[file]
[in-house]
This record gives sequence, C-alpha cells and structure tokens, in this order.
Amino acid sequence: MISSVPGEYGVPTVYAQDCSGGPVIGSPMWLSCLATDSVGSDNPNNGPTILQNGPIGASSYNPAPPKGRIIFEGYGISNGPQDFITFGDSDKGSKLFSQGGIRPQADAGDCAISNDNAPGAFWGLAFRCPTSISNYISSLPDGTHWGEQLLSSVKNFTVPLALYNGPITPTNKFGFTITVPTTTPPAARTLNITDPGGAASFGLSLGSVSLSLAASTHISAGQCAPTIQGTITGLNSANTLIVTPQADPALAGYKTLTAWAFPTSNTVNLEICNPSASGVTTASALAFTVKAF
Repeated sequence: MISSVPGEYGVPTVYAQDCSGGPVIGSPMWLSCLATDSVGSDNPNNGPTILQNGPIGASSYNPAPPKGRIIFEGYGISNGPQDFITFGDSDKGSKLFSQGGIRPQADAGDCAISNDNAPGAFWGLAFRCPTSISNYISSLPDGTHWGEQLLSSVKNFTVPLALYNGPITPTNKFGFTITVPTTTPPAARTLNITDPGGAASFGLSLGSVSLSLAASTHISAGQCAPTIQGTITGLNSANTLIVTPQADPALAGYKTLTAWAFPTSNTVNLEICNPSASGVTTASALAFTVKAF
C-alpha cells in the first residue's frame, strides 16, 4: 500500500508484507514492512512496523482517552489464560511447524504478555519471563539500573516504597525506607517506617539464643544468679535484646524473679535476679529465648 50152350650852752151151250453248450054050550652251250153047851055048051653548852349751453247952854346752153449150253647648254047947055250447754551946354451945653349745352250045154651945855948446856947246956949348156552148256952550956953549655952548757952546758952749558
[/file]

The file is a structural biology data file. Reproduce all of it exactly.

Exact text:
[in-house]
This record gives sequence, C-alpha cells and structure tokens, in this order.
Amino acid sequence: MISSVPGEYGVPTVYAQDCSGGPVIGSPMWLSCLATDSVGSDNPNNGPTILQNGPIGASSYNPAPPKGRIIFEGYGISNGPQDFITFGDSDKGSKLFSQGGIRPQADAGDCAISNDNAPGAFWGLAFRCPTSISNYISSLPDGTHWGEQLLSSVKNFTVPLALYNGPITPTNKFGFTITVPTTTPPAARTLNITDPGGAASFGLSLGSVSLSLAASTHISAGQCAPTIQGTITGLNSANTLIVTPQADPALAGYKTLTAWAFPTSNTVNLEICNPSASGVTTASALAFTVKAF
Repeated sequence: MISSVPGEYGVPTVYAQDCSGGPVIGSPMWLSCLATDSVGSDNPNNGPTILQNGPIGASSYNPAPPKGRIIFEGYGISNGPQDFITFGDSDKGSKLFSQGGIRPQADAGDCAISNDNAPGAFWGLAFRCPTSISNYISSLPDGTHWGEQLLSSVKNFTVPLALYNGPITPTNKFGFTITVPTTTPPAARTLNITDPGGAASFGLSLGSVSLSLAASTHISAGQCAPTIQGTITGLNSANTLIVTPQADPALAGYKTLTAWAFPTSNTVNLEICNPSASGVTTASALAFTVKAF
C-alpha cells in the first residue's frame, strides 16, 4: 500500500508484507514492512512496523482517552489464560511447524504478555519471563539500573516504597525506607517506617539464643544468679535484646524473679535476679529465648 50152350650852752151151250453248450054050550652251250153047851055048051653548852349751453247952854346752153449150253647648254047947055250447754551946354451945653349745352250045154651945855948446856947246956949348156552148256952550956953549655952548757952546758952749558